Once upon a time, Alexander Ovechkin was the best hockey player in the world. He was a human highlight reel. Every time he touched the puck, there was a real chance you might see something amazing.
He scored goals from his back. He scored them from his knees. He made plays that defied logic and everything everyone thought they knew about hockey skill.
He ceased being Alex Ovechkin and became simply the Great 8. He almost single-handedly resurrected the Washington Capitals franchise and transformed the Caps from doormats to an Eastern Conference power.
Ovi wasn't just part of the franchise—he was the franchise. So valuable was he that the Caps rewarded him with a 13-year, $124 million contract (via ESPN).
Alex Ovechkin was a superstar in every sense of the word.
That was then.
This is now.
For the past two seasons, Ovi's numbers have fallen rather dramatically—and so have the Caps' fortunes. This present shortened season has also been a disappointing one for Ovi and the Caps. With the exception of the game on Saturday against the New Jersey Devils—where Ovi recorded his first hat trick in more than two years—the Great 8 has been rather average.
How did this happen? How did one of the best players in the world—someone who seemed like a lock to win multiple Stanley Cups and go to the Hall of Fame—fall into being an average player, or perhaps somewhat above average?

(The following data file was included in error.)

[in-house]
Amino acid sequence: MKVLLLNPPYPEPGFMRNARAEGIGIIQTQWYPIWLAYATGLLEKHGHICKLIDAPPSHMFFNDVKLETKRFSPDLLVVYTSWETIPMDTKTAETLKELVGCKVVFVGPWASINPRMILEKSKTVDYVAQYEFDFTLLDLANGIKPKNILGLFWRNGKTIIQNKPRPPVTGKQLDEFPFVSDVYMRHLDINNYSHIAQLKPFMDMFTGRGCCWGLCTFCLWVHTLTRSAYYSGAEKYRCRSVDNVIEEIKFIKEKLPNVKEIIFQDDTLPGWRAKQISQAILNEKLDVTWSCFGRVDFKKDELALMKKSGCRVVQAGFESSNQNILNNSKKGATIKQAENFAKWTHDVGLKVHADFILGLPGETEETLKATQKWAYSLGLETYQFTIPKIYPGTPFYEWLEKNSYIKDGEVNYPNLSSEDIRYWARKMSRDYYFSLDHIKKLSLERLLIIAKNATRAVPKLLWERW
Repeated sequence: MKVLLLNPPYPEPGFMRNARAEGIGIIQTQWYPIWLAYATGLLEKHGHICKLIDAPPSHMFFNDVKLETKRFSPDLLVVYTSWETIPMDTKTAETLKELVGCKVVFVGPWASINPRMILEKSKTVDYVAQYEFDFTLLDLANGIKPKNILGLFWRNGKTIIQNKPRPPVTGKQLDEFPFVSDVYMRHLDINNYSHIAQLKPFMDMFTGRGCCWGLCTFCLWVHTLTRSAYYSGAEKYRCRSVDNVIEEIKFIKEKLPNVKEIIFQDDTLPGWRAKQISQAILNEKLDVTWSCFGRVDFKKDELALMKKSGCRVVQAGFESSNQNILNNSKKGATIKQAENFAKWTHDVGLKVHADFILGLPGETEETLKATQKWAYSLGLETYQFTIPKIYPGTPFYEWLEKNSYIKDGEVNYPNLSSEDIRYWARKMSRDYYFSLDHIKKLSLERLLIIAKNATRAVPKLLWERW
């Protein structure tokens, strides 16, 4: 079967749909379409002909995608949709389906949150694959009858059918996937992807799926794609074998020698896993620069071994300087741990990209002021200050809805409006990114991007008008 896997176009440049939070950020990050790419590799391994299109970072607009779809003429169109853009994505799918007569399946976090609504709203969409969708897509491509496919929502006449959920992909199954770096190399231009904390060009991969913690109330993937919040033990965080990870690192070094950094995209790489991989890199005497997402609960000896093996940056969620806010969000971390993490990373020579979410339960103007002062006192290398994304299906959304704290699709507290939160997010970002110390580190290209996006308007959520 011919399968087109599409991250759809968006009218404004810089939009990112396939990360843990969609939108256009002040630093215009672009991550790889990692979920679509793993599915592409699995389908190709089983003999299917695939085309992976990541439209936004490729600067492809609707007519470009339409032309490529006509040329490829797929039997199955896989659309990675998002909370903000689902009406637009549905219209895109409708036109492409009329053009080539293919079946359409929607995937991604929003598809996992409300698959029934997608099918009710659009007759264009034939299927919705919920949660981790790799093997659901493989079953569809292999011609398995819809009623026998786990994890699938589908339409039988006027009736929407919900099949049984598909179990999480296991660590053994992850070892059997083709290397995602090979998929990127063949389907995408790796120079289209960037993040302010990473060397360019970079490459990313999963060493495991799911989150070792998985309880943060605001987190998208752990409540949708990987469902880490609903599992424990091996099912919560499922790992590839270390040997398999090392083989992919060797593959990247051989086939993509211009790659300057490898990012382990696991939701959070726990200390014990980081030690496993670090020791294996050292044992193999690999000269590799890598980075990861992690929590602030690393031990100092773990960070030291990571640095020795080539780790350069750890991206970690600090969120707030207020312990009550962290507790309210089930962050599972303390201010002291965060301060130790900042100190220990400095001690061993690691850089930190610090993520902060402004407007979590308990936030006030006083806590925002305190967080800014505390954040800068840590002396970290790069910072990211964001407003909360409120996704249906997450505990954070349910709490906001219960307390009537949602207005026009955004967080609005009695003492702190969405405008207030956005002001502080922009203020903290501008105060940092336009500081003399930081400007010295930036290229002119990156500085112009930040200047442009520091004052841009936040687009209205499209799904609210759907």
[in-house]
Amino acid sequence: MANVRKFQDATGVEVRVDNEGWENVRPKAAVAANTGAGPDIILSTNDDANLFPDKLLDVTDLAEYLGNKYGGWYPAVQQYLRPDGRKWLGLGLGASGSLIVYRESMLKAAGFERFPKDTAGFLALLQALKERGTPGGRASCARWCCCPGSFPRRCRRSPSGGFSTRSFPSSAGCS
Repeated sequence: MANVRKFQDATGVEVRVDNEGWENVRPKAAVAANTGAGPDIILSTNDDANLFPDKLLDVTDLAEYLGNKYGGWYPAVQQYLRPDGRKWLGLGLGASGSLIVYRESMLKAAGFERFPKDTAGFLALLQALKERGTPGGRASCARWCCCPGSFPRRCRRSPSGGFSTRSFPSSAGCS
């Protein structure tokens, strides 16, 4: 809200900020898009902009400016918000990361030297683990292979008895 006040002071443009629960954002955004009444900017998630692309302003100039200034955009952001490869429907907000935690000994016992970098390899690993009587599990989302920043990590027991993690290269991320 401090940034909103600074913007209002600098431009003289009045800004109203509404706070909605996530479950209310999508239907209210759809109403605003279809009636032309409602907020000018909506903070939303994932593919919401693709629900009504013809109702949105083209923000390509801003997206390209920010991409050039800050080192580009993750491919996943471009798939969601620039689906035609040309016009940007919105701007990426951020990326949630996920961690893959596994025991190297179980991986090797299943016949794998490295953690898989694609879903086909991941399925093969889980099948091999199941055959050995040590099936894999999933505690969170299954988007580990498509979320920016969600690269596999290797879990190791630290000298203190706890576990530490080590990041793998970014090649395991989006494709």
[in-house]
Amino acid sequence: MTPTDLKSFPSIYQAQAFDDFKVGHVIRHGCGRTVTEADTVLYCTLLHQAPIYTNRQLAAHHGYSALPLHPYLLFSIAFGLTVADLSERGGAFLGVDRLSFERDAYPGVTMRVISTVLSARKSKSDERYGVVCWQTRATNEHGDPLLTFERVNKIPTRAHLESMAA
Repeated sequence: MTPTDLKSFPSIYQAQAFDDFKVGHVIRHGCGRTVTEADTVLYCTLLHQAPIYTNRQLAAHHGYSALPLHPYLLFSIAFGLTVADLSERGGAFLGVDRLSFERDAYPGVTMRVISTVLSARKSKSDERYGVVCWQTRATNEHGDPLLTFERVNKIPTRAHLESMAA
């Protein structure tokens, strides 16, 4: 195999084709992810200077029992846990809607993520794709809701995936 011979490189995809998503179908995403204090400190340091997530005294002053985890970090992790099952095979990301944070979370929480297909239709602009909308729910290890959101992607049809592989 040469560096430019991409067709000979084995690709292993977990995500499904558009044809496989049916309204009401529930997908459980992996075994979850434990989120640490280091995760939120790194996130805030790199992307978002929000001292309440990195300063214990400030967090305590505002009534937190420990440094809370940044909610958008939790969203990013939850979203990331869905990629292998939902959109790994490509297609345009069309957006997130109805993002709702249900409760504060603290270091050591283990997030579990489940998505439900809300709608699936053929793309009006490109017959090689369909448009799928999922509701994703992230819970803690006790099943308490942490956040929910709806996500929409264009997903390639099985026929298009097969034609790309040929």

Let's take a look at each season of Alexander Ovechkin's career so far to see if any clues can be discovered.
After being drafted No. 1 overall by the Washington Capitals in the 2004 NHL entry draft, Alexander Ovechkin, like everyone else, had to endure the disaster that was the 2004-2005 NHL lockout. When Ovi finally debuted, though, he was well worth the wait.
There have not been too many rookie seasons like the one Ovechkin had in 2005-2006. You can look at his Wikipedia page to get more details. But that only tells part of the story.
In his very first NHL game, Ovi scored two goals. On January 13, 2006, He got his first NHL hat trick against the Anaheim Ducks.
Three days later, he scored the famous goal where he was lying on his back against the Phoenix Coyotes.
If you watch the video included on this slide, you will notice how fast Ovi is. Defenders simply could not keep up with him. When he put his shoulder down to make his move towards the net, it was essentially game over for the goalie.
You will also notice his stick moves and his incredible skating ability. It was awe-inspiring to watch, and it still is almost seven years later.
Ovi ended up with 52 goals, 54 assists and 106 points in his rookie season. He led all rookies in goals and points and finished third in the NHL in points. He also led the league with 425 shots.